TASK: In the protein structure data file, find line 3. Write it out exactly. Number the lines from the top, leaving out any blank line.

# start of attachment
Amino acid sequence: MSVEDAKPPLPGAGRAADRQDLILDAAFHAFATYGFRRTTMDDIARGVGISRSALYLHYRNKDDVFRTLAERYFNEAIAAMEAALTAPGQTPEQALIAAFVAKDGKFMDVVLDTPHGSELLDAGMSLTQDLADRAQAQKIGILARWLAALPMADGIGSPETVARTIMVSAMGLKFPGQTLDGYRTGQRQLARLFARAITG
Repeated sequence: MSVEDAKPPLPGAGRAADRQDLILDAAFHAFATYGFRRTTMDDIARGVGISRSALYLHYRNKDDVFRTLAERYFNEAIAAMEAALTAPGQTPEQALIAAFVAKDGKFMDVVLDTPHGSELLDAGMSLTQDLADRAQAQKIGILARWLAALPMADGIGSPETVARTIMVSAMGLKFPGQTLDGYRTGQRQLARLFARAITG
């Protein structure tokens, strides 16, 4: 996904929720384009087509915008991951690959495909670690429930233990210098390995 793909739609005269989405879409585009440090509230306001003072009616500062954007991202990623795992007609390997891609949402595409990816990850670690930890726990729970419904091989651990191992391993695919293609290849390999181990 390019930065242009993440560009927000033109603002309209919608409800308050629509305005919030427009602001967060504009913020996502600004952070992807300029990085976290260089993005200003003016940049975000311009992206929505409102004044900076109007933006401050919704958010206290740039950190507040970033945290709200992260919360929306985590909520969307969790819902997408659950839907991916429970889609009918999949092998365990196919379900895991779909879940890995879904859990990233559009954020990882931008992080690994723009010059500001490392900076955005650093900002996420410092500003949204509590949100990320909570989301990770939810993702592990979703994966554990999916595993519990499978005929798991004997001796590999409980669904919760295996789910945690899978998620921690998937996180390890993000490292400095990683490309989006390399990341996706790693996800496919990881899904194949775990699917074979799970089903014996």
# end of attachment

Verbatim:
């Protein structure tokens, strides 16, 4: 996904929720384009087509915008991951690959495909670690429930233990210098390995 793909739609005269989405879409585009440090509230306001003072009616500062954007991202990623795992007609390997891609949402595409990816990850670690930890726990729970419904091989651990191992391993695919293609290849390999181990 390019930065242009993440560009927000033109603002309209919608409800308050629509305005919030427009602001967060504009913020996502600004952070992807300029990085976290260089993005200003003016940049975000311009992206929505409102004044900076109007933006401050919704958010206290740039950190507040970033945290709200992260919360929306985590909520969307969790819902997408659950839907991916429970889609009918999949092998365990196919379900895991779909879940890995879904859990990233559009954020990882931008992080690994723009010059500001490392900076955005650093900002996420410092500003949204509590949100990320909570989301990770939810993702592990979703994966554990999916595993519990499978005929798991004997001796590999409980669904919760295996789910945690899978998620921690998937996180390890993000490292400095990683490309989006390399990341996706790693996800496919990881899904194949775990699917074979799970089903014996």